When Gordon Brown retreated to the back seat of his prime ministerial Jaguar after a verbal tussle with a voter on the streets of Rochdale, his unguarded remark became, for some, the tipping point in this year's general election campaign.
The comment, made in private, was picked up on a radio microphone and broadcast around the globe.
Mr Brown embarked on a humiliating damage-limitation exercise while his political opponents sat back and enjoyed the spectacle.
But consider this - everyone who tuned into the coverage of the story was indulging in the less than honourable practice of eavesdropping.
Many would disagree, or defend their actions in this case. As the then-prime minister, Mr Brown should have expected the highest level of scrutiny, they may argue.
But to John Locke, a professor of linguistics in New York, there was nothing to defend.
Eavesdropping may be socially unacceptable in many quarters, but it is hardwired into us.
"I think of social eavesdropping, 'recreational eavesdropping' if you like, as actually irrepressible. We have an evolved appetite for information about the personal and private lives of others."
Professor Locke has been studying the history of the subject for a new book - Eavesdropping, a History.
The term is not easy to define. One man's eavesdropping is another's innocent overhearing, and yet another's snooping.
But what is certain, says Prof Locke, is humans are not alone in feeling a need to listen in to the conversations of others.
"I always thought of eavesdropping as a process of acquiring information while hiding but birds, fish, lizards - all animals eavesdrop," he says.
"They simply tune in to symbols and behaviour that are not necessarily intended for their consumption. In fact, if they didn't do that, they wouldn't able to live, wouldn't be able to feed themselves or to avoid being eaten."
For humans, however, it became an evolutionary need in hunter-gatherer times, when privacy was almost unheard of.
Life was conducted communally, to such an extent that anyone who wanted privacy was viewed with suspicion, their private conversations listened to for the survival of the group.
"We've had a multi-millennial contest between individuals and the growing importance of privacy in the world," says Prof Locke.
"It's a condition that didn't exist 10,000 years ago or 5,000 years ago yet it has gradually become a right protected by law."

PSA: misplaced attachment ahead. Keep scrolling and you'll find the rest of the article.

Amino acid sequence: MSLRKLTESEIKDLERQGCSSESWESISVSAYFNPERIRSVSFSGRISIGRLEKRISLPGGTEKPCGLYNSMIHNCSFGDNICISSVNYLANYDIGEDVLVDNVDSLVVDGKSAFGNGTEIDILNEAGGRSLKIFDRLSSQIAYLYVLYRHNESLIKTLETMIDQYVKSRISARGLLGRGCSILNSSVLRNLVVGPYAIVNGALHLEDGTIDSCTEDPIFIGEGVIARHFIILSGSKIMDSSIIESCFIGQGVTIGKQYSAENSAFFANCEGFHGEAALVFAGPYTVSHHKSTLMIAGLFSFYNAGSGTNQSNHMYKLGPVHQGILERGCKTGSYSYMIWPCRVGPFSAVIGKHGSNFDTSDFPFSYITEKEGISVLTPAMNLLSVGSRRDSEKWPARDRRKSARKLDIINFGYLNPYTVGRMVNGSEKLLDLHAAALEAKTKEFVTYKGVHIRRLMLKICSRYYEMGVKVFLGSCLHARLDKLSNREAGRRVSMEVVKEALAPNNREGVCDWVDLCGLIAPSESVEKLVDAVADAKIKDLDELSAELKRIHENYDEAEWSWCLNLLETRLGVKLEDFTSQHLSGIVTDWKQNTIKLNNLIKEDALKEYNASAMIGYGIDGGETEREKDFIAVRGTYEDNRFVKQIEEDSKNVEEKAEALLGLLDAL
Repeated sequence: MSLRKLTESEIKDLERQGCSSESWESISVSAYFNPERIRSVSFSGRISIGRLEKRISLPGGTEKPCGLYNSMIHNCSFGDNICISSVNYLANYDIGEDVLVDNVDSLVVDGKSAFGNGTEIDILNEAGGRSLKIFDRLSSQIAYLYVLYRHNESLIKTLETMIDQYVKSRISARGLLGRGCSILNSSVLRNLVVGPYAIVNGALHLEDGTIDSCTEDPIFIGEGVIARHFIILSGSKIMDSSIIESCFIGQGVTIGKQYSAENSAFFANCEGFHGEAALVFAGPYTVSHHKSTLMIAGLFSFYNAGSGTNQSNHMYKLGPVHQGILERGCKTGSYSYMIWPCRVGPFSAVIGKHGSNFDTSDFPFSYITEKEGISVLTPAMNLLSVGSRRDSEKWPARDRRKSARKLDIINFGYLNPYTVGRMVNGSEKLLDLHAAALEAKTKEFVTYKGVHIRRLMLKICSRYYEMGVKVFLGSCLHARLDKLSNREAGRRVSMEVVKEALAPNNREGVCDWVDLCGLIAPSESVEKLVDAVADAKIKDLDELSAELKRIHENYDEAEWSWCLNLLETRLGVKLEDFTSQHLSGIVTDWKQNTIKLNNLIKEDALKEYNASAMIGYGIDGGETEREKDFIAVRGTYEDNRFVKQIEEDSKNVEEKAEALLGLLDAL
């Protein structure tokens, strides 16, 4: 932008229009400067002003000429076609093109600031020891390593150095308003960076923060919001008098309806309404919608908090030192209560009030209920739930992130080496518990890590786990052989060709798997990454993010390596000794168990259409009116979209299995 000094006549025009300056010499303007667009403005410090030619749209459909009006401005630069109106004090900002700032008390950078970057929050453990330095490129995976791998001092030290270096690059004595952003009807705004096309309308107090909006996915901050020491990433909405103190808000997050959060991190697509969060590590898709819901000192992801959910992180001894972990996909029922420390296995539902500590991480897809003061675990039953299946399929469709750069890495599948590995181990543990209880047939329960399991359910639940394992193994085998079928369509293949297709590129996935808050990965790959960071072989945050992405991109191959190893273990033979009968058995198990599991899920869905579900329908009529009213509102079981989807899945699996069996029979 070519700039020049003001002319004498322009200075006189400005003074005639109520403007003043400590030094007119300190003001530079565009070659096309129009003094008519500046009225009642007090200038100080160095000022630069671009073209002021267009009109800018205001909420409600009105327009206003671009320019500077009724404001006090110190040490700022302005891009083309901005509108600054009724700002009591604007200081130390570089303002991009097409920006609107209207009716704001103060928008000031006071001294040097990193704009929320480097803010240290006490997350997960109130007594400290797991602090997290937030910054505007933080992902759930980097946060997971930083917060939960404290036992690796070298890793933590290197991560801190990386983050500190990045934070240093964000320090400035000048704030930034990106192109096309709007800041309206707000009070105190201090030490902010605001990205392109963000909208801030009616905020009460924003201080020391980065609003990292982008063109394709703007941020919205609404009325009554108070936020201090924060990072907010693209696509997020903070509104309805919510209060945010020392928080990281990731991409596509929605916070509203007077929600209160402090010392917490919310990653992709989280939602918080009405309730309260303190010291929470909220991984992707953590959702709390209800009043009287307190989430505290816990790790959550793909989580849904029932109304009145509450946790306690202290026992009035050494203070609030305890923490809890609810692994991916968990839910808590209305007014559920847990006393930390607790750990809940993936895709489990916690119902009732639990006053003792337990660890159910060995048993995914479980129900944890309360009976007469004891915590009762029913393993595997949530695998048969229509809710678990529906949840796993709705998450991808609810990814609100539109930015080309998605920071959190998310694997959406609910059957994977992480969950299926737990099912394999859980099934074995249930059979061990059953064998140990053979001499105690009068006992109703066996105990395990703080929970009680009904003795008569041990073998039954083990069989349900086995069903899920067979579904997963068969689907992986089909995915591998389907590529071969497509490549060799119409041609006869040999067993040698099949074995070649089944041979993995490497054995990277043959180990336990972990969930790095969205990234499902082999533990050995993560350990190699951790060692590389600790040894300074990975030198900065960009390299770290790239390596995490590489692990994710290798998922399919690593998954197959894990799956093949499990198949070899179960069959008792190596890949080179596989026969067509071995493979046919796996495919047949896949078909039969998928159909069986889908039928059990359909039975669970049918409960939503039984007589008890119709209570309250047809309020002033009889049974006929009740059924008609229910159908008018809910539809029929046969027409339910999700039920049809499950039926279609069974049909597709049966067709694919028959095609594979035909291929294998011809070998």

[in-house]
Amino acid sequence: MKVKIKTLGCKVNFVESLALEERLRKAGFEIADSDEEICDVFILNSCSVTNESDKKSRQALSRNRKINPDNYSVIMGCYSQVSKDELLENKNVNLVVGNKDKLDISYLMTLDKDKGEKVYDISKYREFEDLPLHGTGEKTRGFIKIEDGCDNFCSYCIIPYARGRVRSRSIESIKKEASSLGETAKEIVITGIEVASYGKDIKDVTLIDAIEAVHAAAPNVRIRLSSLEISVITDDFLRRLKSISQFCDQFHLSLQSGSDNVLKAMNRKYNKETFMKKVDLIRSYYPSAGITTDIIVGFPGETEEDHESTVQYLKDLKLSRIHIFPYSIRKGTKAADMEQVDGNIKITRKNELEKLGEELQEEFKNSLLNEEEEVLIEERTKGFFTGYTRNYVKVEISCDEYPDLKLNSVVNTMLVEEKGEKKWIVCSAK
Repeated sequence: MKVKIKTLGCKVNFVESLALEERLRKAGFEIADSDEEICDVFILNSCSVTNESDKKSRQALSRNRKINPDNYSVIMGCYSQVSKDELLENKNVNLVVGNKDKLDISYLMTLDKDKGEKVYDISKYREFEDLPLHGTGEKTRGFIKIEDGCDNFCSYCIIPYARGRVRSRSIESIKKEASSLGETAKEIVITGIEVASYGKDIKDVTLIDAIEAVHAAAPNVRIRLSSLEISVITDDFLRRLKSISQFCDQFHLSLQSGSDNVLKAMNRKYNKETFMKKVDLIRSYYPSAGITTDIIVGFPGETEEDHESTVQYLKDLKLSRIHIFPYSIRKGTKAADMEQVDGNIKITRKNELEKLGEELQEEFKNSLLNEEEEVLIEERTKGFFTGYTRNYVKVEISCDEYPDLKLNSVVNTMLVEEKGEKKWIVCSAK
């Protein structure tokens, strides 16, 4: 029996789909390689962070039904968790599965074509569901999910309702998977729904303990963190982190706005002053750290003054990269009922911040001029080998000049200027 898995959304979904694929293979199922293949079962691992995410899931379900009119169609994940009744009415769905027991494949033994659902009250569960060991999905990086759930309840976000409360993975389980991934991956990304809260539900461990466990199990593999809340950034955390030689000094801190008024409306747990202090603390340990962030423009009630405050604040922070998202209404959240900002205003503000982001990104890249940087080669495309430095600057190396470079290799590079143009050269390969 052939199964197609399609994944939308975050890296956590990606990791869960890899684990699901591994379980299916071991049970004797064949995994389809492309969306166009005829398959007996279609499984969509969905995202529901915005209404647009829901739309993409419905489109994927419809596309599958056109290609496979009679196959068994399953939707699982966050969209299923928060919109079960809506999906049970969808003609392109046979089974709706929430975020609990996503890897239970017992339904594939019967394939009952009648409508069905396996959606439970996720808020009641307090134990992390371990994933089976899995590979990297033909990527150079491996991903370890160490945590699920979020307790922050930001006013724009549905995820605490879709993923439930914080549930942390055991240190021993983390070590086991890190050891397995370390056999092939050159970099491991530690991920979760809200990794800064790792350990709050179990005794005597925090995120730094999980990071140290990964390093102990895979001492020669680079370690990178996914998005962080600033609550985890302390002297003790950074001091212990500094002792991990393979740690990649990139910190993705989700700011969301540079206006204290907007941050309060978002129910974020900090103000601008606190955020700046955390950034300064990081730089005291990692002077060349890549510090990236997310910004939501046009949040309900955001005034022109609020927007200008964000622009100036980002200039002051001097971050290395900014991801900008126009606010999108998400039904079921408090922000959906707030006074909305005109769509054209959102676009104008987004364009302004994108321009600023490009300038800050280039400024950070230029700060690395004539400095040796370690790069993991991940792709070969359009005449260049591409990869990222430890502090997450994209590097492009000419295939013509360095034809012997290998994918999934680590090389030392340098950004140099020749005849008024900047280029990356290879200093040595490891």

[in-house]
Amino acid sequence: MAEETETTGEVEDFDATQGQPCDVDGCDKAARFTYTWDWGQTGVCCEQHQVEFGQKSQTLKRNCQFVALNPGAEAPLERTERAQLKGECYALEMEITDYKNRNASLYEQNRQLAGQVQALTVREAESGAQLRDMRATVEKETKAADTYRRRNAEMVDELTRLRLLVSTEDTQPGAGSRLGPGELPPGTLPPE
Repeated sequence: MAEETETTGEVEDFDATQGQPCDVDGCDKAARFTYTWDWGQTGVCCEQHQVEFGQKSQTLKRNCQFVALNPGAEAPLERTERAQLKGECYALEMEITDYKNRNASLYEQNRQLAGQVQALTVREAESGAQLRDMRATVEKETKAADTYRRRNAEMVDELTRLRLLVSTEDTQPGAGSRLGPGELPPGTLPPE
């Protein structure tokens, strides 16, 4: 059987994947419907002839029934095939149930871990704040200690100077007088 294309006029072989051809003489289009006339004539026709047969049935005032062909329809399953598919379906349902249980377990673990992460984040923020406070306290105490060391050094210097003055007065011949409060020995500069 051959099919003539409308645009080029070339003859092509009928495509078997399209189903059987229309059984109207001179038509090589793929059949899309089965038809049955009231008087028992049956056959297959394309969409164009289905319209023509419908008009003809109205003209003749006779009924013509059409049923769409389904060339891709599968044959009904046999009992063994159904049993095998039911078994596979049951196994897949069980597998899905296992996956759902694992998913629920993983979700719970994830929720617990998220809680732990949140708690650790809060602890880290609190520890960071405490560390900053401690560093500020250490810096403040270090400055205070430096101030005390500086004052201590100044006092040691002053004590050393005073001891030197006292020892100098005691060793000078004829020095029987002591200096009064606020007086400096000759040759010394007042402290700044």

By the 15th and 16th centuries, privacy and prying were competing behaviours.
Eavesdroppers would be prosecuted and yet, the evolving judicial system was rewarding snoopers for the evidence they were able to offer court hearings, in cases such as those dealing with adultery. It was both vital and vilified by the legal system, says Prof Locke.
These days, the plethora of new communications technologies has presented eavesdroppers with a previously unimaginable range of prying options.
"The mobile phone makes us all inadvertent eavesdroppers which I think many of us resent," says John Mullan, an English professor at University College London.
"We don't necessarily want to be intimate with other people's intimacies."
Manifested in countless celebrity magazines and gossip websites, the desire to eavesdrop has become insatiable, says Prof Locke.
And a citizen's desire and right tor privacy seems to be entirely at odds with the technological revolution.
Facebook founder Mark Zuckerberg said, earlier this year. that sharing more information had become a "social norm [and is] just something that has evolved over time".
But if everyone is revealing more and more of their private lives, why has eavesdropping gained such a negative reputation?
Historically in literature, those who eavesdrop are given a hard time: the stirring of Heathcliff's bitterness in Wuthering Heights was caused by a half-heard conversation; Shakespeare used eavesdropping to, amongst other things, seal the fate of his tragic hero Othello.
Here it seems that acting without full access to the facts can only be a bad thing.
But more contemporary examples appear to require and even encourage eavesdropping: passengers on trains are asked to vigilant, just in case they see or hear anything suspicious; neighbourhood watch schemes were established to increase community vigilance; social media relies on the desire of fans and followers to "snoop" around profiles, feeds and entries, though it is already in the public domain.
It is this desire for finding out the unknown, the secrets that the powerful keep which people desire.
Prof Locke called this a huge game of hide and seek, with people more than happy to give certain bits of their personality away - those that portray them in a positive light - while wishing to keep the less flattering bits under wraps.
So, what about the phone tapping carried out by The News of the World? The Sunday newspaper's royal correspondent, and a private investigator working for him, were jailed for listening into the voicemails of celebrities.
Fresh accusations have centred on the paper's former editor, Andy Coulson, who is Prime Minister David Cameron's communications director. Mr Coulson denies he knew about phone tapping techniques on the paper.
While not wanting to be drawn on the specifics of the case, Prof Locke cites paparazzi who, he says, are "basically hired eavesdroppers".
"They do our eavesdropping for us and that's an industry now. A single photo, if it's the right photo, can be enough to feed a family of four for a year."
But he is sure that eavesdropping is not necessarily a bad thing:
"Think about the fact you have to tell children: 'Don't stare and don't eavesdrop.' Why do we have to tell them that? Because it's a natural thing to do. And, what you learn is 'don't obviously stare and don't obviously eavesdrop'.
"We've become very good at this stuff because the fact is we cannot imagine a world where this sort of behaviour is not possible."